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How to Get What You Want from the Doctor

Patient, Know Thyself
Physicians constantly complain that patients don't share crucial information about their symptoms and lifestyle. This is ironic, since patients' number-one complaint is that doctors don't seek their opinion. It seems as if patients are forever waiting for the doctor to ask just the right questions, while doctors are waiting for their patients to go ahead and spit out the facts already. It is up to you to break the impasse and start speaking up in the doctor's office whether or not he asks you the right questions. In fact, speaking up is the single most powerful thing you can do for your health. About 70 percent of correct diagnoses depend solely on information the patient tells the doctor, according to an analysis done by the American Society of Internal Medicine.

Why do patients find it so difficult to talk to their doctors? Some common reasons include:

  • I don't want to waste the doctor's time. This is a natural reaction to the hurried, no-nonsense atmosphere in most doctors' offices. What you need to do is come prepared with a list of questions and concerns so that you won't ramble and lose focus.
  • I don't want to seem weak. Lots of people were taught to bear their pain silently, even in a doctor's office. They don't want to seem like wimps. Yet pain is often the first signal your body sends when things are going wrong. You could seriously jeopardize your health by hiding or downplaying your symptoms.
  • I am afraid of what the doctor might find. If this is the case, talk your symptoms over with a friend before you go to the doctor. It will get you more comfortable with saying the words out loud, and your friend will give you moral support and encouragement.
  • I am afraid the doctor will tell me to change my lifestyle. Instead of fibbing to the doctor about your lifestyle, try asking him to give you a range of options for making changes. Request that he help you devise a plan that's broken down into small steps so you will be more likely to comply.
  • I am intimidated by my doctor. It's not unusual for people to be so fearful of their physician that they simply tell him what they think he wants to hear. This is especially true if they have not been following the doctor's orders concerning medications, diet, and/ or behavior. If you're too afraid of your doctor to be honest, you should consider changing doctors.
  • I don't speak the same language as the doctor. Bring along a friend who can translate or ask the doctor's office if they can provide a translator.
  • I don't fully understand which information is important. No matter how unrelated it seems, tell the doctor anything you think might have influenced your condition. Pain in the body is often "referred"—that is, an injury or ailment in one part will result in pain somewhere else.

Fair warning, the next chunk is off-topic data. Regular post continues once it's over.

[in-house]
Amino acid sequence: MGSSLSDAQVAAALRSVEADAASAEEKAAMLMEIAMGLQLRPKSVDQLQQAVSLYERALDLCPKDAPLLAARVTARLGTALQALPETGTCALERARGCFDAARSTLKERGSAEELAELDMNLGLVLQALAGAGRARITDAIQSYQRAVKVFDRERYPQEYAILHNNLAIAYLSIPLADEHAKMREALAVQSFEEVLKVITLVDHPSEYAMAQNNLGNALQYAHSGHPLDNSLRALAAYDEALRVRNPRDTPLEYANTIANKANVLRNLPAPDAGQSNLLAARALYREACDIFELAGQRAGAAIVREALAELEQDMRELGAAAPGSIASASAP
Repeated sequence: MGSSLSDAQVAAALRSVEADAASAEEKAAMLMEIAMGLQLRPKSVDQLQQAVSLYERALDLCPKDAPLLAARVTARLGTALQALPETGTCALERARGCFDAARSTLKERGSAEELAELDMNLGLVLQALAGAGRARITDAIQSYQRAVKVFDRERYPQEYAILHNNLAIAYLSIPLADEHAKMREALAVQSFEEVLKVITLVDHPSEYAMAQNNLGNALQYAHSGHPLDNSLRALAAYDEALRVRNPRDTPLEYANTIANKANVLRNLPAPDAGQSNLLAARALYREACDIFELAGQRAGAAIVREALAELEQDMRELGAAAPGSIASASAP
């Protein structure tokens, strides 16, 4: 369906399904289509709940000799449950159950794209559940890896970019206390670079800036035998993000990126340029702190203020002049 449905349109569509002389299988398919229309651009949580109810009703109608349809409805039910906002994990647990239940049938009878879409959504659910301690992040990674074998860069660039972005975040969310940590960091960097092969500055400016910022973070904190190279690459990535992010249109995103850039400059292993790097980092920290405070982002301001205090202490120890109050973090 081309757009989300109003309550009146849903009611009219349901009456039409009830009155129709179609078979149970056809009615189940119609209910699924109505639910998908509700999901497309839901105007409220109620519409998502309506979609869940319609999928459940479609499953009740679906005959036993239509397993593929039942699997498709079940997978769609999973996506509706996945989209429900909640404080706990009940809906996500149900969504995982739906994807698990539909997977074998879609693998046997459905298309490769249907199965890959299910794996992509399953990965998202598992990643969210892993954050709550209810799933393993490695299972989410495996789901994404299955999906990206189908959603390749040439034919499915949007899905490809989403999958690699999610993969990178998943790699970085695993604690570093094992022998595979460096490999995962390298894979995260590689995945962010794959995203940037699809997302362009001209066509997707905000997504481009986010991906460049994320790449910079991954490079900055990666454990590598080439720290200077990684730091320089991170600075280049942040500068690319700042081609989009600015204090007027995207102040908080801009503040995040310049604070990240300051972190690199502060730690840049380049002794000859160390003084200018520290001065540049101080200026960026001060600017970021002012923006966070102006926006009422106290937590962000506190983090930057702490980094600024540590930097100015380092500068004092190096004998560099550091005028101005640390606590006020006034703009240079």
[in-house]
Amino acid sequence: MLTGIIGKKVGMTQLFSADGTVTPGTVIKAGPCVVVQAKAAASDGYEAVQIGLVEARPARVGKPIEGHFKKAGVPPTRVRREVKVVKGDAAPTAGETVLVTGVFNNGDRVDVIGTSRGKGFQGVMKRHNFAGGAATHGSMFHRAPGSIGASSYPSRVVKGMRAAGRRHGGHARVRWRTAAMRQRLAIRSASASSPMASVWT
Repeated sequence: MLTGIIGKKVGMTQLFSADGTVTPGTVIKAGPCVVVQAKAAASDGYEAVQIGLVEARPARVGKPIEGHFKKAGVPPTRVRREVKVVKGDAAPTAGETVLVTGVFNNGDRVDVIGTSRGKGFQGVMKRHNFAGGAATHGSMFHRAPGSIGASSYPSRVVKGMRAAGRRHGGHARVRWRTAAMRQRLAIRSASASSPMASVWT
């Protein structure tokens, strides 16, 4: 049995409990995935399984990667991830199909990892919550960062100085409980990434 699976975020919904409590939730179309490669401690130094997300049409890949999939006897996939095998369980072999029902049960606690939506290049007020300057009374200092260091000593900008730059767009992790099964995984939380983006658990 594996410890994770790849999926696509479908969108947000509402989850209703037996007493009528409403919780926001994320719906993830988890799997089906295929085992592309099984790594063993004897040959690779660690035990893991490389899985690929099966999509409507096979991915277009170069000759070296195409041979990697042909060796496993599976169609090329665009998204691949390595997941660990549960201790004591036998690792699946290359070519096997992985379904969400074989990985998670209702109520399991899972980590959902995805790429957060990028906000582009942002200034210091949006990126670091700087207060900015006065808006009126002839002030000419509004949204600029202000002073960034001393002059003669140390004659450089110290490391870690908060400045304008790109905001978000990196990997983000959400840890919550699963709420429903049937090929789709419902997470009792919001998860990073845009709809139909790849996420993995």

• I don't want the doctor to know everything. Some patients deliberately withhold information to protect a third party (such as an abusive spouse) or for some sort of gain, such as qualifying for disability or an insurance claim. This is a pretty dangerous game to play with your health.
Will the Doctor Think I'm Dumb?
Of all the reasons patients clam up in the doctor's office, the most common is that they're afraid the doctor will think they are stupid. Doctors' intimidating terminology is to blame for this. If you're like most people, you may walk into the office fully prepared to state your case only to have your mind go blank the moment the doctor opens her mouth. Doctors often ask questions that require a simple "yes" or "no" response, so you answer those and forget everything else you were going to say.

To set the record straight, no one except other doctors understands what doctors are talking about. Doctors know this, but they tend to forget. "The situation is like trying to talk in English to a Japanese speaker who has studied one year of English," according Dr. Terry S. Ruhl. "[The patient] will understand many of the simple words but will miss much of the complex meanings....Likewise, many patients lack the basic anatomy and physiology concepts to understand our explanations. They are starting with no frame of reference."

Ruhl suggests that doctors use analogies to explain how the body works, and you might ask your doctor to do the same. Although some of the examples he provides seem a little preschoolish—"The heart is like a pump that pushes blood around the body....The spine is like a pile of blocks"—you have to start somewhere.

No layperson can be expected to grasp medical terminology, and most doctors are not adept at translating it. To resolve this problem:

  • Bring a notepad and pencil, or, better yet, a tape recorder.
  • When the doctor totally loses you, politely interrupt: "Excuse me, but I don't understand what you're saying. Can you explain it in layperson's terms?"
  • Don't expect to understand everything, even if the doctor tries his best to explain. Tape record everything or take notes and plan to research it later. Then, with a little more knowledge, you can call him back for a phone consultation or schedule another visit.
  • Ask the doctor where to go for more information. The office may have brochures about your condition, but they are usually very brief or published by drug companies who have their own priorities. Ask the doctor for specific Web sites, books, or magazines that would be helpful.

Next: Page 4 >>

From Say the Magic Words by Lynette Padwa. Copyright © 2005. Used by arrangement with Penguin Group (USA) Inc.

If you'd like to buy this book, go to Amazon.


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